by Bill O’Grady
For much of recorded human history, we have seen waves of globalization and deglobalization. Periods of globalization tend to be characterized by the emergence of either large regional hegemons or global hegemons. When these hegemons see their power wane, deglobalization occurs. Recently, globalization has come under fire. In some circles, being called a “globalist” is a slur. This new denigration of globalization should be viewed in a historical context.
Our position has been that we have experienced the apex of globalization and a steady cycle of deglobalization will occur over the next few decades. This is the context in which we should view the current American political situation. Political pundits tend to focus on personalities, which are important in the short term. However, in the long term, it is no surprise to us that we have a president who is jaded on America’s superpower role given where we are in the globalization/deglobalization cycle.
Notwithstanding, we believe there are peculiar circumstances in the current environment that offer interesting insights into how conditions may evolve. This evolution is important to investors as it will affect valuations of financial assets. Inflation is a key depressant to financial asset values. Deglobalization will almost certainly lead to higher price levels over time. But, how that process develops is important. For example, war would likely bring a rapid increase in inflation. On the other hand, a steady contraction of supply chains and reduction in trade would lead to a much slower rise in inflation.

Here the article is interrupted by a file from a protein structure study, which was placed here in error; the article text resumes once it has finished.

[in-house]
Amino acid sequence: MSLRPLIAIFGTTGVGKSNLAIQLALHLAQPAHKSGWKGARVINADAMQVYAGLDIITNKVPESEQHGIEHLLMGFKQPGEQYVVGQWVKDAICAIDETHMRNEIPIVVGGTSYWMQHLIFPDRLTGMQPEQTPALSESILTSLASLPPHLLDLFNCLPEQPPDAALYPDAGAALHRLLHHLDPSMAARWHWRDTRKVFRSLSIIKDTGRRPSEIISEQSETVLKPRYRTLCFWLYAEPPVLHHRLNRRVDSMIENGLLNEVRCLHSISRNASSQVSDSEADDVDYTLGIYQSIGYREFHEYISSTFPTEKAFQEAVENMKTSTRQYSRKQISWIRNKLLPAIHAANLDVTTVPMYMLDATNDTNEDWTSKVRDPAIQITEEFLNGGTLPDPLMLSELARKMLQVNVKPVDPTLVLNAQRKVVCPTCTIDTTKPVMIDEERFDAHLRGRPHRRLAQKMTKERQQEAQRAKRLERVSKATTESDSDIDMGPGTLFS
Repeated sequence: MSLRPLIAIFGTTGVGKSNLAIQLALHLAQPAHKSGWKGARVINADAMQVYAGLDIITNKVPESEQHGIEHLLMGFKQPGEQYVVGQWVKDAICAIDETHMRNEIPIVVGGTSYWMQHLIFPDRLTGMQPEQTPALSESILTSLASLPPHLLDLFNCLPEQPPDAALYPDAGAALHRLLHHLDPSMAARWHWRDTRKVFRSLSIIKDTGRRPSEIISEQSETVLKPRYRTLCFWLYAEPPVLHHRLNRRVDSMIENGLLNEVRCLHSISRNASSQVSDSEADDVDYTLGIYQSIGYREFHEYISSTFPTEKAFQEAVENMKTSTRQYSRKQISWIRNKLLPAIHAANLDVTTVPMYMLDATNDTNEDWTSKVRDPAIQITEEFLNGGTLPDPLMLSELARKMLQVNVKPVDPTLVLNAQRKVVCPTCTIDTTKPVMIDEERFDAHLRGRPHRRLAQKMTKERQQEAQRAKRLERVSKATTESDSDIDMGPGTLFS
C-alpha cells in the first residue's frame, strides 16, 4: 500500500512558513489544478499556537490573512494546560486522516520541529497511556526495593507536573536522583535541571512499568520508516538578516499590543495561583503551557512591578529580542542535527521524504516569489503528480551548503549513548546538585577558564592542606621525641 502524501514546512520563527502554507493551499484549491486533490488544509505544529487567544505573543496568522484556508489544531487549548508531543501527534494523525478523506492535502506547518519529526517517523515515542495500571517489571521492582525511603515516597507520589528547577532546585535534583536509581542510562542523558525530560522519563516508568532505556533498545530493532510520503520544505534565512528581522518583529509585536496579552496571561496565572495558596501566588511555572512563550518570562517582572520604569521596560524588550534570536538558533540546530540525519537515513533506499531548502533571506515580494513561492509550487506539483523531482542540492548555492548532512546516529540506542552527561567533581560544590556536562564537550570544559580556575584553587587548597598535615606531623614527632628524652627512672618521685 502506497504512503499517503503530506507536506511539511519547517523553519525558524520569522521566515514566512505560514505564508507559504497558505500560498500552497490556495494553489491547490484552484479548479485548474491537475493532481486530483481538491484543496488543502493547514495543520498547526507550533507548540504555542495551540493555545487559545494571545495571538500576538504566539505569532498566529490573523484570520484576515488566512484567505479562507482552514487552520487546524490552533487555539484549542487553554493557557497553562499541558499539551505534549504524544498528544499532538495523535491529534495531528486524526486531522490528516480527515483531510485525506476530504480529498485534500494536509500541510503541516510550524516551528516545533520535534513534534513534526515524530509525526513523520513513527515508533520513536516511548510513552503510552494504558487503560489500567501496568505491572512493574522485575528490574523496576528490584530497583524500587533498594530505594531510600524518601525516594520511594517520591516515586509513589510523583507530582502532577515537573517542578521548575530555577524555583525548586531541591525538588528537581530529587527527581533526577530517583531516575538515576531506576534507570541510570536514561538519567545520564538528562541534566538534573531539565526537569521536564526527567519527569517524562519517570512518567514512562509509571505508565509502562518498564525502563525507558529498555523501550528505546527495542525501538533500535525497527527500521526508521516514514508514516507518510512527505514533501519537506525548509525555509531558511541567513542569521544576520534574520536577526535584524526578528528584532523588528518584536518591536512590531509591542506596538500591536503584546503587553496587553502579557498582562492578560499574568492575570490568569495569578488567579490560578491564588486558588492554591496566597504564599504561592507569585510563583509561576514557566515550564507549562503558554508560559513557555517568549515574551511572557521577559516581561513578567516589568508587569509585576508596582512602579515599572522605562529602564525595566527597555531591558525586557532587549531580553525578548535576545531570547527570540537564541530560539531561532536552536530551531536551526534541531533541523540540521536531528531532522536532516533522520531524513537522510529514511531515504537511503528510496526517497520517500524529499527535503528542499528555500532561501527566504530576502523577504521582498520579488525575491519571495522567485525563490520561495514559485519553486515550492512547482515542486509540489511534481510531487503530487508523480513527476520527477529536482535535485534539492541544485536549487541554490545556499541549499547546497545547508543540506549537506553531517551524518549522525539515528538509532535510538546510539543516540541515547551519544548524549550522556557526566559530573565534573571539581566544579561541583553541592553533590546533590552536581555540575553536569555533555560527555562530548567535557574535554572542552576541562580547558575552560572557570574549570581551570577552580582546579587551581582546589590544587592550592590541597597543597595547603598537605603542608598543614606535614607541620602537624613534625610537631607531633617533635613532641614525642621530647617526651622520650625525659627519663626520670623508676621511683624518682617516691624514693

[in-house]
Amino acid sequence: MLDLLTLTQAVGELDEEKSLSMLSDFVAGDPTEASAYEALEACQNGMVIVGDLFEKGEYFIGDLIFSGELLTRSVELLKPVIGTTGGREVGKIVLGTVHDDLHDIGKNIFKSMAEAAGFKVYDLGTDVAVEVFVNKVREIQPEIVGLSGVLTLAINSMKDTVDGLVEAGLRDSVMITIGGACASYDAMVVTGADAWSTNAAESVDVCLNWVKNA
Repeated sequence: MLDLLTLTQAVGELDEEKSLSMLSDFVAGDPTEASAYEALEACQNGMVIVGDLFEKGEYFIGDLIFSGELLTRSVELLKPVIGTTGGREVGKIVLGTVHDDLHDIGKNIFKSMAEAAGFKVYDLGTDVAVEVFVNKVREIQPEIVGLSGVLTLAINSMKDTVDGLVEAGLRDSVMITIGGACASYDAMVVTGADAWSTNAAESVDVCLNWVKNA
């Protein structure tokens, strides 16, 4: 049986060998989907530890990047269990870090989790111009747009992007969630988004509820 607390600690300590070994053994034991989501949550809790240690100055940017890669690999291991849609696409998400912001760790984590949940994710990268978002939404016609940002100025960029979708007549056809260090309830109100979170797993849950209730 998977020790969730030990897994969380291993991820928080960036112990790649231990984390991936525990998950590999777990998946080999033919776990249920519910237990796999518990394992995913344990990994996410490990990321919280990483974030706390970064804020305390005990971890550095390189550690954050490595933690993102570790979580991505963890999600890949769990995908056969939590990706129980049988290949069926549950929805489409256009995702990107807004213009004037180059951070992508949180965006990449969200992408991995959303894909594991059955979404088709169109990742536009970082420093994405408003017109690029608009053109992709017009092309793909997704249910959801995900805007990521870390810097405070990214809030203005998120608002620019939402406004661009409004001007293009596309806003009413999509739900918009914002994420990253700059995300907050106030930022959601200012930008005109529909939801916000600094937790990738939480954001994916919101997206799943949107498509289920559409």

This chart shows British inflation from 1900 to 1950. The war years show an obvious spike in inflation.
In Part I of this report, we will discuss the end of the Cold War and the reactions of U.S. policymakers to that event. In Part II, we will begin with a reflection on markets, continue with an examination of hegemony and conclude with the expansion of globalization and the rise of meritocracy and its discontents. In Part III, we will discuss how China and Russia threaten U.S. hegemony, the potential responses and conclude with market ramifications.
 A good study of this history can be found in Kevin O’Rourke’s and Ronald Findlay’s book. O’Rourke, K. and Findlay, R. (2007). Power and Plenty: Trade, War and the World Economy in the Second Millennium. Princeton, NJ: Princeton University Press.